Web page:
The Goto command jumps to a label (declared with the Lbl command) somewhere else in the program — either before or after the Goto, it doesn't matter. The label has to be in the same program as the Goto — you can't jump into another program. If there are several labels with the same name, the Goto command will only find the first.
Virtually everyone critiques the Goto command for being unnecessary and encouraging bad coding habits. The argument is that it makes code hard to read: if you see a 'Goto x' somewhere in the program, you have to search through the entire program to find out where to continue reading. And most of the things that Goto is used for can be done better using commands like If, While, Cycle, etc. TI seems to agree, because they didn't even bother putting Goto and Lbl in the program editor toolbar.
That being said, it is sometimes (very rarely) a good idea to use Goto. A good example is a situation when you need to exit several loops at once (this can't be done with the Exit command, which only exits one loop).
A note for TI-83 series programmers: the issue of memory leaks from improper use of the Goto command does not occur on 68k calculators. The 68k TI-Basic parser doesn't use a stack to keep track of loops and If blocks entered: instead, End statements have a link back to what it is they're matching. This means that nothing special happens if a Goto jumps out of a loop: the calculator doesn't even know it's inside a loop except at the end when it has to do the looping.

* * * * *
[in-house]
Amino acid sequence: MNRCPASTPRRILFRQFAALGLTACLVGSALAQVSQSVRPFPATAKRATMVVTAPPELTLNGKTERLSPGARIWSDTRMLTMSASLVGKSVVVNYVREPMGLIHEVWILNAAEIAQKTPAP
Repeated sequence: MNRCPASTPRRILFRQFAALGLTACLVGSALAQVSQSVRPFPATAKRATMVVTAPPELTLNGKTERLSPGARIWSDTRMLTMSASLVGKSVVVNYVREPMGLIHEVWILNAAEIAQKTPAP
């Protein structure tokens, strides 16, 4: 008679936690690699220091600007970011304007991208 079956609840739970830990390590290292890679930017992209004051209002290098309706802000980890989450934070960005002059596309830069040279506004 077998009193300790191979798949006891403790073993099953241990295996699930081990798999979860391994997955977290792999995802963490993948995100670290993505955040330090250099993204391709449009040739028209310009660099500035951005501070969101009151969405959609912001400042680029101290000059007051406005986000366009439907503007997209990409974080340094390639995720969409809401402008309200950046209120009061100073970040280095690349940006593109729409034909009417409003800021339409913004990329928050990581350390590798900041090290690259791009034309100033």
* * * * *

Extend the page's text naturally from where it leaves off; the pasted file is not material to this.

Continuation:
The 68k calculators have their own bit of unexpected Goto behavior: code like expr("Goto x") will not work. This is because the code that expr( runs is treated as though it were inside its own program, so you can't jump out of that program into the program that it's actually in.
The Cycle and Exit commands perform tasks that you might otherwise use Goto for. By all means, use these command instead if you can: they work much faster, since they don't have to look through the entire program for the label (in fact, they don't have to look at all — they already know where to jump).
500 - Invalid label happens when the label doesn't exist (in this program).